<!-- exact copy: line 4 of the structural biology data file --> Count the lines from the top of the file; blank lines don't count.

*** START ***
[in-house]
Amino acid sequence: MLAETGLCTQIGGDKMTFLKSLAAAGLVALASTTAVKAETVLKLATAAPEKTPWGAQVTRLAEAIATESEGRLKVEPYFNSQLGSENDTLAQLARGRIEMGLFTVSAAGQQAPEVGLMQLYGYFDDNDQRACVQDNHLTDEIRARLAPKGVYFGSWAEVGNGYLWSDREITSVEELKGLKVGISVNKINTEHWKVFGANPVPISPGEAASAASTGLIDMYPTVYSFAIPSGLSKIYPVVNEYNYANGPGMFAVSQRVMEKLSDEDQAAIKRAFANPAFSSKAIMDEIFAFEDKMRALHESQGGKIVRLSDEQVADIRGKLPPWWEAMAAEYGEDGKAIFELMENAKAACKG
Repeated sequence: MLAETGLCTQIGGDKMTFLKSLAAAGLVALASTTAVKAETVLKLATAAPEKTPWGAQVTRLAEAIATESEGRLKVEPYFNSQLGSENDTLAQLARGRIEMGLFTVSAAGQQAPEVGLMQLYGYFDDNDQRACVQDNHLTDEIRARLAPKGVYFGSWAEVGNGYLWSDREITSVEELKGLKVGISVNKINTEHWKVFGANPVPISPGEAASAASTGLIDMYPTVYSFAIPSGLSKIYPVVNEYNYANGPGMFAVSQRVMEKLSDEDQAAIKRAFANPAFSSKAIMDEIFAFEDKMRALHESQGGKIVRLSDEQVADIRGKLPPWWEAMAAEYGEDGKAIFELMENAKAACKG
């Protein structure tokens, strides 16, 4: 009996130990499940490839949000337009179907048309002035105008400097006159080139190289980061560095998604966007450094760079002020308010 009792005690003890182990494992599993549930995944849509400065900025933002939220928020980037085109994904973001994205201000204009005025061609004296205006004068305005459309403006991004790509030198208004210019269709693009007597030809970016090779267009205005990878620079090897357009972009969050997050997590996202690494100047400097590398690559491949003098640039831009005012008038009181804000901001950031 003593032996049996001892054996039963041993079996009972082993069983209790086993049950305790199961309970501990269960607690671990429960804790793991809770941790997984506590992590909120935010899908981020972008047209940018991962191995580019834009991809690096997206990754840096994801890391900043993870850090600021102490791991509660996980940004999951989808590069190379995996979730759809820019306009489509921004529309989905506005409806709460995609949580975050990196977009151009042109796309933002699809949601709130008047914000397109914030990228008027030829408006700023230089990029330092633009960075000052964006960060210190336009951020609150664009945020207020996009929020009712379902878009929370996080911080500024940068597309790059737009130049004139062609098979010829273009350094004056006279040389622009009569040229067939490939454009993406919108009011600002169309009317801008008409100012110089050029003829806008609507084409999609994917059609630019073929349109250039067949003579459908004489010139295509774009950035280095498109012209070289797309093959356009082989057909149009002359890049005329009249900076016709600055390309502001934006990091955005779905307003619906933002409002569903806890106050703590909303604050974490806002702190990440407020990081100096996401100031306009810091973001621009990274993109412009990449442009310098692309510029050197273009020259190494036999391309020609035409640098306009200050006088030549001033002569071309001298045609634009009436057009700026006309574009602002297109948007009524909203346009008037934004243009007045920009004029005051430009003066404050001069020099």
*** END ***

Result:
């Protein structure tokens, strides 16, 4: 009996130990499940490839949000337009179907048309002035105008400097006159080139190289980061560095998604966007450094760079002020308010 009792005690003890182990494992599993549930995944849509400065900025933002939220928020980037085109994904973001994205201000204009005025061609004296205006004068305005459309403006991004790509030198208004210019269709693009007597030809970016090779267009205005990878620079090897357009972009969050997050997590996202690494100047400097590398690559491949003098640039831009005012008038009181804000901001950031 003593032996049996001892054996039963041993079996009972082993069983209790086993049950305790199961309970501990269960607690671990429960804790793991809770941790997984506590992590909120935010899908981020972008047209940018991962191995580019834009991809690096997206990754840096994801890391900043993870850090600021102490791991509660996980940004999951989808590069190379995996979730759809820019306009489509921004529309989905506005409806709460995609949580975050990196977009151009042109796309933002699809949601709130008047914000397109914030990228008027030829408006700023230089990029330092633009960075000052964006960060210190336009951020609150664009945020207020996009929020009712379902878009929370996080911080500024940068597309790059737009130049004139062609098979010829273009350094004056006279040389622009009569040229067939490939454009993406919108009011600002169309009317801008008409100012110089050029003829806008609507084409999609994917059609630019073929349109250039067949003579459908004489010139295509774009950035280095498109012209070289797309093959356009082989057909149009002359890049005329009249900076016709600055390309502001934006990091955005779905307003619906933002409002569903806890106050703590909303604050974490806002702190990440407020990081100096996401100031306009810091973001621009990274993109412009990449442009310098692309510029050197273009020259190494036999391309020609035409640098306009200050006088030549001033002569071309001298045609634009009436057009700026006309574009602002297109948007009524909203346009008037934004243009007045920009004029005051430009003066404050001069020099």